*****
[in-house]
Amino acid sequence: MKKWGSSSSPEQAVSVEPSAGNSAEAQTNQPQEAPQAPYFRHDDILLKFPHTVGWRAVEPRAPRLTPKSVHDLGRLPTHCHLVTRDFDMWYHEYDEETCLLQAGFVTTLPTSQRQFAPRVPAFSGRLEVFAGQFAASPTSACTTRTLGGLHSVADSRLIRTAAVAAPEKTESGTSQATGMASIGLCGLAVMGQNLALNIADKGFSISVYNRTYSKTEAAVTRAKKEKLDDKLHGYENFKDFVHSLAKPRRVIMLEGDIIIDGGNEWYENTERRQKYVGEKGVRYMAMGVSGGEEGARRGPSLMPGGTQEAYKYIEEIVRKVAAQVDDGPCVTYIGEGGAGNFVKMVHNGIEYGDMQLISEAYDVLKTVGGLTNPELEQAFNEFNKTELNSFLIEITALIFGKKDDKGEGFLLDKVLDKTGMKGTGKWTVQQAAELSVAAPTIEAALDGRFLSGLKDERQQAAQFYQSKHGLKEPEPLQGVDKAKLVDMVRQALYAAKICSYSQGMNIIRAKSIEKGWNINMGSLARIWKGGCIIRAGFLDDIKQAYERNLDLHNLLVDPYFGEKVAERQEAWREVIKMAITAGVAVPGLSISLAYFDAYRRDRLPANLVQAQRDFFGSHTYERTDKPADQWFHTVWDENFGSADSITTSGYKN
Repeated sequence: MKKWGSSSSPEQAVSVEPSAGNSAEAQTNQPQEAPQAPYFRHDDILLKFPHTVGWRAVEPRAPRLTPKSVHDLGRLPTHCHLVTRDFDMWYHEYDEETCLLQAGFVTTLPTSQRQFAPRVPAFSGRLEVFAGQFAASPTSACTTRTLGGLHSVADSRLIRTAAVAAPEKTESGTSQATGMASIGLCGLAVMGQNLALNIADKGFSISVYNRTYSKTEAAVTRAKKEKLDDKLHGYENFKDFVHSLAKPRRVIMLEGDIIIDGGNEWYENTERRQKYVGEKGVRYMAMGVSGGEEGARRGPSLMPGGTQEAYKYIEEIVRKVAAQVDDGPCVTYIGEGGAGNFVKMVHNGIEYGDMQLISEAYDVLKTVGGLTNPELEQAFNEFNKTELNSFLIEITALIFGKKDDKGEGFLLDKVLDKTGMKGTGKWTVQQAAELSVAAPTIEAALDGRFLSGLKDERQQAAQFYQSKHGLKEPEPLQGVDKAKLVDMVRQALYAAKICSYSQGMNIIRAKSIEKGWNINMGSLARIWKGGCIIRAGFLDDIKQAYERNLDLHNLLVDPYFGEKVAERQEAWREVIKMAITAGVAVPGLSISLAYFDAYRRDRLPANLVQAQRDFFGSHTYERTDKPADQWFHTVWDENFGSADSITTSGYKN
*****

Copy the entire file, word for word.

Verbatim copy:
[in-house]
Amino acid sequence: MKKWGSSSSPEQAVSVEPSAGNSAEAQTNQPQEAPQAPYFRHDDILLKFPHTVGWRAVEPRAPRLTPKSVHDLGRLPTHCHLVTRDFDMWYHEYDEETCLLQAGFVTTLPTSQRQFAPRVPAFSGRLEVFAGQFAASPTSACTTRTLGGLHSVADSRLIRTAAVAAPEKTESGTSQATGMASIGLCGLAVMGQNLALNIADKGFSISVYNRTYSKTEAAVTRAKKEKLDDKLHGYENFKDFVHSLAKPRRVIMLEGDIIIDGGNEWYENTERRQKYVGEKGVRYMAMGVSGGEEGARRGPSLMPGGTQEAYKYIEEIVRKVAAQVDDGPCVTYIGEGGAGNFVKMVHNGIEYGDMQLISEAYDVLKTVGGLTNPELEQAFNEFNKTELNSFLIEITALIFGKKDDKGEGFLLDKVLDKTGMKGTGKWTVQQAAELSVAAPTIEAALDGRFLSGLKDERQQAAQFYQSKHGLKEPEPLQGVDKAKLVDMVRQALYAAKICSYSQGMNIIRAKSIEKGWNINMGSLARIWKGGCIIRAGFLDDIKQAYERNLDLHNLLVDPYFGEKVAERQEAWREVIKMAITAGVAVPGLSISLAYFDAYRRDRLPANLVQAQRDFFGSHTYERTDKPADQWFHTVWDENFGSADSITTSGYKN
Repeated sequence: MKKWGSSSSPEQAVSVEPSAGNSAEAQTNQPQEAPQAPYFRHDDILLKFPHTVGWRAVEPRAPRLTPKSVHDLGRLPTHCHLVTRDFDMWYHEYDEETCLLQAGFVTTLPTSQRQFAPRVPAFSGRLEVFAGQFAASPTSACTTRTLGGLHSVADSRLIRTAAVAAPEKTESGTSQATGMASIGLCGLAVMGQNLALNIADKGFSISVYNRTYSKTEAAVTRAKKEKLDDKLHGYENFKDFVHSLAKPRRVIMLEGDIIIDGGNEWYENTERRQKYVGEKGVRYMAMGVSGGEEGARRGPSLMPGGTQEAYKYIEEIVRKVAAQVDDGPCVTYIGEGGAGNFVKMVHNGIEYGDMQLISEAYDVLKTVGGLTNPELEQAFNEFNKTELNSFLIEITALIFGKKDDKGEGFLLDKVLDKTGMKGTGKWTVQQAAELSVAAPTIEAALDGRFLSGLKDERQQAAQFYQSKHGLKEPEPLQGVDKAKLVDMVRQALYAAKICSYSQGMNIIRAKSIEKGWNINMGSLARIWKGGCIIRAGFLDDIKQAYERNLDLHNLLVDPYFGEKVAERQEAWREVIKMAITAGVAVPGLSISLAYFDAYRRDRLPANLVQAQRDFFGSHTYERTDKPADQWFHTVWDENFGSADSITTSGYKN